Courtesy of the New York Times:
“Everything about being indie is tied to not being black,” says Micah (Wyatt Cenac), half of the accidental kind-of couple whose one-day romance is chronicled in “Medicine for Melancholy” (opening in Manhattan this Friday). He is making an observation — and also registering a complaint — about the quasi-bohemian way of life he shares with Jo’ (Tracey Heggins), his temporary other half. It bothers Micah that their embrace of the folkways of urban hipsterism seems to require the suppression of their African-American identity.
But his words, which Jo’ doesn’t quite agree with, also suggest a degree of self-awareness, and self-questioning, on the part of Barry Jenkins, who wrote and directed this small, incisive film. Most recent movies about culturally savvy, affectless 20-somethings hooking up and being cool are very much tied to not being black. They are about diffident, underemployed white boys and the women who (sometimes inexplicably) go to bed with them.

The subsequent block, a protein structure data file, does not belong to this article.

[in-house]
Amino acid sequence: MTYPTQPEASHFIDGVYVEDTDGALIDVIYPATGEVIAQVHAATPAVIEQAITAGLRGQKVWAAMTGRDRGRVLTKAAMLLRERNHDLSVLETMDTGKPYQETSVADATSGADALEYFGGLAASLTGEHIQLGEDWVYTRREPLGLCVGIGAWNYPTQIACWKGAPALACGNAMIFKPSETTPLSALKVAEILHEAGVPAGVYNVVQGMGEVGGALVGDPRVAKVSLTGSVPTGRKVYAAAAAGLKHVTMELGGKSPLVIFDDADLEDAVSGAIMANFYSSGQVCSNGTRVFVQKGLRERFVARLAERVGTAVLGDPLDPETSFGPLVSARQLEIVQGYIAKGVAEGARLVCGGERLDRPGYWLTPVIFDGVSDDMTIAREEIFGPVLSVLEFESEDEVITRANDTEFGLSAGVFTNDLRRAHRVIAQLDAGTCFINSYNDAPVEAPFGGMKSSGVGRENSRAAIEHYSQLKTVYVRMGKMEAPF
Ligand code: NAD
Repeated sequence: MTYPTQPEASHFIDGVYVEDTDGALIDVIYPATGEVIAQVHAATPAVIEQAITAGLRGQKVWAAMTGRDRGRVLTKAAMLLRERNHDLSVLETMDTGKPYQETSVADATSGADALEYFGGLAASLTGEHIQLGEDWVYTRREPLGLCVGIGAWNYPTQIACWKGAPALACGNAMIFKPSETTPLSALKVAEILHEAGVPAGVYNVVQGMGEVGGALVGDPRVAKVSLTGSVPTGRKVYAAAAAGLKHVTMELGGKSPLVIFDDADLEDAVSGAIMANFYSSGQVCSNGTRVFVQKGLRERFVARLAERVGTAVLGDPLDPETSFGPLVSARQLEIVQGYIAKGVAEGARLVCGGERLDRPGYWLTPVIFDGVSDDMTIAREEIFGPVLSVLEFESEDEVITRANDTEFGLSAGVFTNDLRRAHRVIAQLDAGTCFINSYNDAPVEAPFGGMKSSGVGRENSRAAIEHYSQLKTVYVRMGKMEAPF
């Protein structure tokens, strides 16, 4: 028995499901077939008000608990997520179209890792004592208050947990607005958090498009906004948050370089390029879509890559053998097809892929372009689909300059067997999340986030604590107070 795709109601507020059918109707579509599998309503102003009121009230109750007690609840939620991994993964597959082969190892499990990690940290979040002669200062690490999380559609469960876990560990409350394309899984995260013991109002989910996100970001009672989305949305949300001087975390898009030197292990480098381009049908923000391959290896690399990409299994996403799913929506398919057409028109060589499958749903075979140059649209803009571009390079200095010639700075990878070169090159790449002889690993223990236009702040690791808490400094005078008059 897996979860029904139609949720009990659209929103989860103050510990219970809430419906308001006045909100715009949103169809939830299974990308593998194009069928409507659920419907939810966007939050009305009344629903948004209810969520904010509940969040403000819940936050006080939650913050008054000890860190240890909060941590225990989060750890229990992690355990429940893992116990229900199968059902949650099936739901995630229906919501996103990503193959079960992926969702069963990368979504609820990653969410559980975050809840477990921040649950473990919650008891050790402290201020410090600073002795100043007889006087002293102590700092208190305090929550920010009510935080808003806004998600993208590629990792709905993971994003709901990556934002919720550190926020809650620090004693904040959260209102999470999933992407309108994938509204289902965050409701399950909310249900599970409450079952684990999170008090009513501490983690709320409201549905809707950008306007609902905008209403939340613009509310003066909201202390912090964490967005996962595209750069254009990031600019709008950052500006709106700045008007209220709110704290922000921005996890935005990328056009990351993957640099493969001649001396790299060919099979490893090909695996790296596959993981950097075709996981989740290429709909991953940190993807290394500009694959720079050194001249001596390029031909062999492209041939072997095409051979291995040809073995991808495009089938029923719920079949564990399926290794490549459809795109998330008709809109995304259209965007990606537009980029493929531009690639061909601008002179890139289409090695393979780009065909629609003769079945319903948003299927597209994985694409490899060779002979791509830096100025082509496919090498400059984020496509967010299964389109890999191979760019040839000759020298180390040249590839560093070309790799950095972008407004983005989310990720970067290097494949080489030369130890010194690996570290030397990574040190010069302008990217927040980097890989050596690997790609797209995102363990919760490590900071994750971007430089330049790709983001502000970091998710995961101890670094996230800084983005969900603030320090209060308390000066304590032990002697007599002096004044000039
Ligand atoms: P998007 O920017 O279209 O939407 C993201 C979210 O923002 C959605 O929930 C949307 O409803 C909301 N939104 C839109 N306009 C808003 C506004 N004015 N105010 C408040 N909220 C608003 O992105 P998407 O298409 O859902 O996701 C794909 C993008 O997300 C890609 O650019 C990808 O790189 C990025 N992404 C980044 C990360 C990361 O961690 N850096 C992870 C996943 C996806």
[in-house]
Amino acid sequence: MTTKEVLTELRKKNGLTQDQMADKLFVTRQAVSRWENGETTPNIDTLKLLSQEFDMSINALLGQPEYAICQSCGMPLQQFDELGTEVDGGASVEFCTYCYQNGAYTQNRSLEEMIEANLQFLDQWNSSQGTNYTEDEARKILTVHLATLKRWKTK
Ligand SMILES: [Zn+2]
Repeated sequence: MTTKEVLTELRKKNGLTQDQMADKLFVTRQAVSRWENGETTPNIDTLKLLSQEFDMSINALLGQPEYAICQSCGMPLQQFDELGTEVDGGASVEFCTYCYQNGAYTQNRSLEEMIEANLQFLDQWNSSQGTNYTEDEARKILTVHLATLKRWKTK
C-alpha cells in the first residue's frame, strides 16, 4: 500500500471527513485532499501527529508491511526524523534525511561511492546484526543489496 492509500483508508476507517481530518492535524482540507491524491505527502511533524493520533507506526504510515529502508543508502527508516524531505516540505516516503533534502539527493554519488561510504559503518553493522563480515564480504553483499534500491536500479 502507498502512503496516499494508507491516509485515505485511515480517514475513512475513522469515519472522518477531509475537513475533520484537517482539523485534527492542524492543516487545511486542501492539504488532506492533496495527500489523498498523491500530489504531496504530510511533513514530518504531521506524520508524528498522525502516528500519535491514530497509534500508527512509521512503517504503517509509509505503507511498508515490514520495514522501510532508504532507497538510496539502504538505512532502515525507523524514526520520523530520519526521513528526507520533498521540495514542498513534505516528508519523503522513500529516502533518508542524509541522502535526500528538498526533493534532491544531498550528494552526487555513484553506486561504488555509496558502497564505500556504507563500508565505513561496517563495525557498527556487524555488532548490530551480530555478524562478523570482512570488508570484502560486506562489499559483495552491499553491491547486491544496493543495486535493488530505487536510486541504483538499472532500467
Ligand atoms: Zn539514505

It wouldn’t be entirely fair to say that Mr. Jenkins, a 29-year-old director whose immersion in movie history is both ardent and understated, is making a black version of a Joe Swanberg or Andrew Bujalski film, or even, to stretch the comparisons a bit further back, a mash-up of “Before Sunrise” and “She’s Gotta Have It.” But it wouldn’t be entirely inaccurate, either, because the tricky questions that govern Medicine for Melancholy are how, why and to what extent race should matter in relationships between black men and women.
Interested and want to read more? Check out the full piece here! Got thoughts on bi-racial dating? Share them in the comments section!